Tracking Raincoast

A grizzly bear standing on two legs looks through a large camera on a tripod by the river.


We have always been committed to wildlife welfare ethics. This year we published our first Photography Ethics Policy to guide our acquisition and use of photography. We believe that a photographer or videographer should consider these ethics when capturing media …

A rainbow is created by the exhalation of a killer whale breaking through the water.

Southern Residents and recovery

Reversing, or even slowing, our systemic unsustainable human footprint on a time scale relevant to dwindling wildlife populations is a challenge.

Raincoast’s approach to recovering Southern Resident killer whales stands on two primary tenets. First is to hold the …

Brown grizzly sits in shallow water while mist and mountains rise behind it.

Friend of Raincoast, Eric Sambol

Raincoast is fortunate to work with several amazing photographers. This year we wanted to pay special tribute to Eric Sambol. Eric’s images have been key in a number of our initiatives. They have secured us cover shots in scientific journals …

Triptych of photographs. Biggest picture is aerial shot of Raincoast boat Achiever with sail up in sea green water. Top left is skipper Nick Sinclair in a red beanie on the boat. Bottom left is a group of people with cameras and other equipment standing on the boat looking at the water to its side.

Marine operations

The past year saw Achiever and crew as busy as ever with research projects, monitoring visits to our hunting tenures in the Great Bear Rainforest, and playing a central role in our expanding program of youth education in the Salish …

Students aboard Achiever look at the charts during the Salish Sea Emerging Stewards program.

Empowering youth leadership

The Salish Sea Emerging Stewards program is based on the idea of consilience – the convergence of principles from different disciplines to form a comprehensive theory. In this case we seek to weave academic, scientific, and Indigenous perspectives on stewardship …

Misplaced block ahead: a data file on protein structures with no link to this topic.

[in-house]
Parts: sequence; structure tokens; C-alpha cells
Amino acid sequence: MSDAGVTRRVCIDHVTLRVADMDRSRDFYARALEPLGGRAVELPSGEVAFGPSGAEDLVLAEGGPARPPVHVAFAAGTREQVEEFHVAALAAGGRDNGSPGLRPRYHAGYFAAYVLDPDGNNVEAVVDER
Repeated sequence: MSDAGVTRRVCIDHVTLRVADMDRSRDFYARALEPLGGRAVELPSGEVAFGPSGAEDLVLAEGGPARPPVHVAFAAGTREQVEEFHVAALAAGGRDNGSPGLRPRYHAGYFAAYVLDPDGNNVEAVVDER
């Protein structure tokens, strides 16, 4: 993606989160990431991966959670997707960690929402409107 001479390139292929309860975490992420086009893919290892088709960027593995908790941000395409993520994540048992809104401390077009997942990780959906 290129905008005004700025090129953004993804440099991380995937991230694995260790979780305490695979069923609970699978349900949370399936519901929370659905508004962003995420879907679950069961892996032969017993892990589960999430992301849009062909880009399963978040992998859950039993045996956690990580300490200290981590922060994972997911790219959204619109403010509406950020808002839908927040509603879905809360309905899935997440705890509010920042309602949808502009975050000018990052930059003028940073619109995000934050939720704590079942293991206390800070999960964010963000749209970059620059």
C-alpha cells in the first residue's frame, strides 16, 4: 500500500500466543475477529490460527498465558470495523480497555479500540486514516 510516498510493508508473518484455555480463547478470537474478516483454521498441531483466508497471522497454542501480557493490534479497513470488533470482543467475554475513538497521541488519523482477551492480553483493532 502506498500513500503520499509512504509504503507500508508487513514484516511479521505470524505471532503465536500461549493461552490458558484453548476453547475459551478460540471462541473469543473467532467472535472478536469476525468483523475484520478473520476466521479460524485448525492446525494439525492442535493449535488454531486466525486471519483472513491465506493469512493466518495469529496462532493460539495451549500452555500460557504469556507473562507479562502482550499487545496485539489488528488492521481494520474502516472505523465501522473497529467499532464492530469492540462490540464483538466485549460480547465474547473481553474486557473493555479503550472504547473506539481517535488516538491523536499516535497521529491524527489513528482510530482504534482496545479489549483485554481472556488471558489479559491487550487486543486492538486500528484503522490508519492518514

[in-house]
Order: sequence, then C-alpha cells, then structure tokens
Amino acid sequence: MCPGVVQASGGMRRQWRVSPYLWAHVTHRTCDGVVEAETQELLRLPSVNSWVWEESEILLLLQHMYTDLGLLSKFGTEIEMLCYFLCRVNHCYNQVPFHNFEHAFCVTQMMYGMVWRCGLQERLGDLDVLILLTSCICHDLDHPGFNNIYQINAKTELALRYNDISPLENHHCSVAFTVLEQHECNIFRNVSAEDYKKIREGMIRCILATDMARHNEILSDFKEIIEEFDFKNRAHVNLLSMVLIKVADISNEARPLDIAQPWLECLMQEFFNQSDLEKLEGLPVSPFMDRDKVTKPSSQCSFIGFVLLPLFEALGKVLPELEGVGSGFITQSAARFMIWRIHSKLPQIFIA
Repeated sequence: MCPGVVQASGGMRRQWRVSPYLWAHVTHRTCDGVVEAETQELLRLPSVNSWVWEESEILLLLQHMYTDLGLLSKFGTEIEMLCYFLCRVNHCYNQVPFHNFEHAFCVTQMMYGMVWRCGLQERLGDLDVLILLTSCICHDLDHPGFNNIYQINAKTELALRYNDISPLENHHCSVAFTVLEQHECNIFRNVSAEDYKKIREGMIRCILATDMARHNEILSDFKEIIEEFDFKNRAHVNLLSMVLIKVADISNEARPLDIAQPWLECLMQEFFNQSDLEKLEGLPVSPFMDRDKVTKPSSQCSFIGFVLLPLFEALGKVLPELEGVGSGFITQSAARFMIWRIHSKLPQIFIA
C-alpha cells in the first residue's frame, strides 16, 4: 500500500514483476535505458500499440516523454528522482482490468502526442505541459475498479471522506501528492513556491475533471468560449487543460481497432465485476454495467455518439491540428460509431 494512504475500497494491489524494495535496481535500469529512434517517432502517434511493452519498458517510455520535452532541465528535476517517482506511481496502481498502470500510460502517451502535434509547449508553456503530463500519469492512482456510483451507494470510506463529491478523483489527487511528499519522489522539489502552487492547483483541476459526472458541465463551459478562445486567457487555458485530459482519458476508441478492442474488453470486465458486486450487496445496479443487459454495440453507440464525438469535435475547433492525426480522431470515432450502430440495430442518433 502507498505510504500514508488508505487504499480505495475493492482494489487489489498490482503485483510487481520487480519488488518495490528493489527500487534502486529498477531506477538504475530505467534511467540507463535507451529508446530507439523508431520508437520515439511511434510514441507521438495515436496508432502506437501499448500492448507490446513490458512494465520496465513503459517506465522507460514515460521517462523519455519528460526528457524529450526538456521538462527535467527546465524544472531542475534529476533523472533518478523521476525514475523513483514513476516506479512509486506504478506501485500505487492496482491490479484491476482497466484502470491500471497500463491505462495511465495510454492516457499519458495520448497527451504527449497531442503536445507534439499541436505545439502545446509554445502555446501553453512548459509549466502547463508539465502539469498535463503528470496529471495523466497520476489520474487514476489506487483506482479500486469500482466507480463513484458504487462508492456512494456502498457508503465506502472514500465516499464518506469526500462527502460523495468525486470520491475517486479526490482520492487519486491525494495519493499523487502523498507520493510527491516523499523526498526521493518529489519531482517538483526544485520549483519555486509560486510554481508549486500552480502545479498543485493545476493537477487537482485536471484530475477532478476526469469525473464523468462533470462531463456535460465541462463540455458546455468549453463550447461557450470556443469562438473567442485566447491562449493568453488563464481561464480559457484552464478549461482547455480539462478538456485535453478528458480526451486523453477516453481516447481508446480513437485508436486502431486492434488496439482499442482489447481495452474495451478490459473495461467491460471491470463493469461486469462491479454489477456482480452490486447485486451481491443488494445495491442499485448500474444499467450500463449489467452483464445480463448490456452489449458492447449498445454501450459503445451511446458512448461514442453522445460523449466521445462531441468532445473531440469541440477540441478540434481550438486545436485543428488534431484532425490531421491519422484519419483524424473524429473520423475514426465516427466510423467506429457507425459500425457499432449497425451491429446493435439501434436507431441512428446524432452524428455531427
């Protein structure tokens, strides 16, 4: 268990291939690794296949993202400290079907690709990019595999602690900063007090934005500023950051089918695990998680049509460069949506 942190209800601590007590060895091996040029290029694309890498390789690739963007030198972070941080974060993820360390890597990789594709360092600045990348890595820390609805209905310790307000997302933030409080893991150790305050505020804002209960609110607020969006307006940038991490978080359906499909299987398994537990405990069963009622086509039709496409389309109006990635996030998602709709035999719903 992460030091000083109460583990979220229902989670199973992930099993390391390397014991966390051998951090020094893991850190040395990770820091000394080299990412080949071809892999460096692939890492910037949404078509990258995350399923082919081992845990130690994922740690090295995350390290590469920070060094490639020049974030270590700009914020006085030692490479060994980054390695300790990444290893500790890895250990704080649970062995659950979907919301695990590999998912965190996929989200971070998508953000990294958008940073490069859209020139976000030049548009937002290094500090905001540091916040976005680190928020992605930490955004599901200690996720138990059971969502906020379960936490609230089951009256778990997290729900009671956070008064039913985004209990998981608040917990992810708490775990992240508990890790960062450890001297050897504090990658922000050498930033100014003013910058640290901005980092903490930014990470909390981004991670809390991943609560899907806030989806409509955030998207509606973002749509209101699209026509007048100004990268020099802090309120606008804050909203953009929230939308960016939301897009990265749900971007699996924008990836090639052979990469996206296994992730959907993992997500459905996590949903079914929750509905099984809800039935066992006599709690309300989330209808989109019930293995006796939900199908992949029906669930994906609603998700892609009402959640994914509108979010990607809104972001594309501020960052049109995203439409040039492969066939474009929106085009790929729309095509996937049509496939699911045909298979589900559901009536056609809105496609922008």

Spirit bear to the left of picture holds a pink salmon that is still alive in its mouth, as it stands on rocks near flowing silver water.

Raincoast Applied Conservation Science Lab

The importance of salmon diversity

One of the most important characteristics of science is its ability to improve understanding about the natural world. Often that means questioning ‘established’ knowledge. For years, we have advocated for increased allocation of salmon for …

Gulf Islands

Gulf Islands forest project

British Columbia’s Coastal Douglas-fir (CDF) zone is a rare forest type that lines the southeastern coast of Vancouver Island, crosses through the Gulf Islands, and reaches the Sunshine Coast. Heavily impacted by historic and ongoing logging and development, the CDF …

Blue grey Fraser river estuary with cargo ships and a fishing vessel in the deep water, foregrounded by four scientists standing on rocks on the shore looking at and discussing a green net at a breach

A vision for the coast, as we head into 2020

A heartfelt thank you to everyone who has donated and shared our end of year fundraising drive. We are grateful to be surrounded by people, businesses and organizations that share our vision and are willing to invest in our initiatives. …

Team page from Tracking Raincoast is a long list of people on top of an epic Grizzly bear eating a salmon.

Time of gratitude, time of belonging

Tracking Raincoast details our achievements and future plans, it also identifies our whole Raincoast family, 32 people in all. From our research associates to our administrators, scientists, communications professionals, mariners, and educators, all play a vital role. Similarly, it’s you, …

End of year collage of nine wildlife photographs of bears, wolves, cougars and Southern Resident killer whales in the Great Bear Rainforest.

2017 draws to a close

As 2017 draws to a close we have some things to celebrate, not least the end of grizzly hunting in British Columbia.

If you are interested in what we have planned to rewild the Lower Fraser River, protect Southern Resident …

Beautiful brown grizzly bear face with mouth partially open

Tracking Raincoast into 2017

What’s that? Tracking Raincoast into 2017 is out?

For news on our conservation and research highlights from 2016 and our focus for 2017, follow the link in our bio. 

Our conservation efforts for grizzly bears includes working to end the …

Investigate. Inform. Inspire.

Stay connected.

Scroll to Top